I want to tell you about Sally. She had a face like a bulldog, but because she arrived at the docks early in the morning looking for a boat to take her fishing, she became the most beautiful girl in the world. I rushed to her side. “Looking for a boat to take you where the fish are?”
“How do you know where they are?” she said with a superior voice.
“My trained fish tell me.”
She stared at me as though I were insane. Guess she didn’t have a sense of humor. “Actually, I know where the fish go to feed at different times of the day from experience. If you want to catch something to write home about, hire my boat.”
“The Sally May. She’s right there.” I pointed to my dilapidated looking boat.
“What a coincidence,” she said with a smile on her face, “my name’s Sally.”
I helped her aboard and worried she’d get angry if she discovered I knew absolutely nothing about fishing. My cousin owned the Sally May, and he had a hangover this morning. He sent me to the docks to try to convince someone to hire me so we’d have drinking money.
I cast off and steered the boat in the direction I had seen the other fishing boats go. “Look around and find yourself a pole,” I told Sally. “There’s bait in the tank at the stern.” I hoped yesterdays bait survived the night. If not, she’d have to use dead fish for bait.
I tied off the wheel, made a couple of wine coolers and brought them to Sally. She found some bait still swimming and was attaching a good sized fish to her hook. She cast it and reached for her drink. “So this is where the fish are?” she asked.
“Yeah, all around here. You’re bound to catch something.” I hoped, but didn’t have any idea where to fish. Hours went by. She emptied the wine bottle, the bait all died, the ice melted, and there was nothing to drink.
Sally got sunburned and crabby. She didn’t seem beautiful any longer. I couldn’t wait to get her off the Sally May. “Guess they ain’t biting today,” I said. “We might as well go back to shore.”
“You promised me I’d catch something. If I don’t, I’m not paying you.”
“Look, Sally, there’re no guarantees. I took you out, gave you drinks, bait, a fishing pole and used a hundred dollars worth of fuel, so you have to pay.”
“Like hell I do,” she spat out and threw her rod to the deck.
Tempted to throw her overboard, I resisted the urge because I had to try to get some cash from her. “Look here, Sally,” I started to say when her rod whirred. I dived for it before it got pulled overboard.
“That’s my fish,” she screamed.
I held the pole out to her. She began winding it in. The pole bent into a bow. The fish wasn’t fighting, but it had to be a big one to bend the pole like that. She wound the line for more than an hour before what she had hooked broke through to the surface. “That’s not a goddamn fish,” she said. “It’s a goddamn bale of marijuana.”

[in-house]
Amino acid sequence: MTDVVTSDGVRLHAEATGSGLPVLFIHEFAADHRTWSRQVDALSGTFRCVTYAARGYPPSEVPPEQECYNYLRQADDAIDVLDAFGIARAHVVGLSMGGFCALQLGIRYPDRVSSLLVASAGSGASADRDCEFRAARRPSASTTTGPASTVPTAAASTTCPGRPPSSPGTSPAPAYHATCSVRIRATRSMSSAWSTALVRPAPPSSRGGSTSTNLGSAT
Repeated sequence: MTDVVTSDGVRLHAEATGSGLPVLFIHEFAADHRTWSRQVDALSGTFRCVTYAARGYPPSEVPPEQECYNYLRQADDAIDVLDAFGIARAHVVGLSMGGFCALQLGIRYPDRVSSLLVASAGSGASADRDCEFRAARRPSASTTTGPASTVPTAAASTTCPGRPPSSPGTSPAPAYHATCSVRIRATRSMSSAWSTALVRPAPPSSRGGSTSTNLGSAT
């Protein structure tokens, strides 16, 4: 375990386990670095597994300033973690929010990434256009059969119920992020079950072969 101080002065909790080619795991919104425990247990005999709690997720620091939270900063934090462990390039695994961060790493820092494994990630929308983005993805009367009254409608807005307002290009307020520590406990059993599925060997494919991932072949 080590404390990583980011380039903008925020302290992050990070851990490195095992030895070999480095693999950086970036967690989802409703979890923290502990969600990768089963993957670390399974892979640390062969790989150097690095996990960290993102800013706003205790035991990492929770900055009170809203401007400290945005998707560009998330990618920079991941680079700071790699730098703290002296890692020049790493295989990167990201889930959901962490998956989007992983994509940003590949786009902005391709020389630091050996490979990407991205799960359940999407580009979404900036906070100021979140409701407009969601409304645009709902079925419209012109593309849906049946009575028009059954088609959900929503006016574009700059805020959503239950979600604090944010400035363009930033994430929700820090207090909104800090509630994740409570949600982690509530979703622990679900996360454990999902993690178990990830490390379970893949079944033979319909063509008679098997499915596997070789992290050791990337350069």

Drug runners sometimes dumped their load when chased by the Coast Guard. All I could think of was how much I could get for the marijuana. “No, it’s not a fish, but let’s get it out of the water, so another boat doesn’t crash into it.”
“I wouldn’t pull that aboard if I were you,” she said. “You never know who may see it.”
The ugly bitch wasn’t paying me, and now she was telling me not to pull a bale worth thousands aboard my boat. The temptation to throw her overboard returned, but I worried someone may have seen her board my boat, and I’d have a lot of explaining to do when I arrived without her.
I grabbed the pole from her hands, pushed her aside, and reeled the bale in and got the heavy water soaked marijuana aboard. She stood glaring at me. The hell with her, I didn’t care if she paid me or not. I visualized how pleased my cousin would be when I told him what I caught today. We’d have plenty of drinking money.
I sped to shore in a hurry to spread the good news. I turned and saw Sally talking on her cell. Probably bitching about not catching any fish. Floating to the berth, I saw three men watching me dock. “End of a perfect day,” I said and reached for Sally’s arm to help her climb to the dock.
Sally held a .38 revolver and pointed it at me. “Told you not to bring that aboard.” She smiled, flipped open her I.D. and showed her D.E.A. badge.
Sally became the ugliest woman in the world the minute she showed her badge. “All I did was remove a water hazard,” I said. “Any judge will believe that.”
“It doesn’t matter how you got it. You’re in possession of a bale of marijuana, so you forfeit this boat and go to jail for possession.”
“That’s not fair.”
“No, but it’s the law.”
Should have thrown her overboard when I had the urge.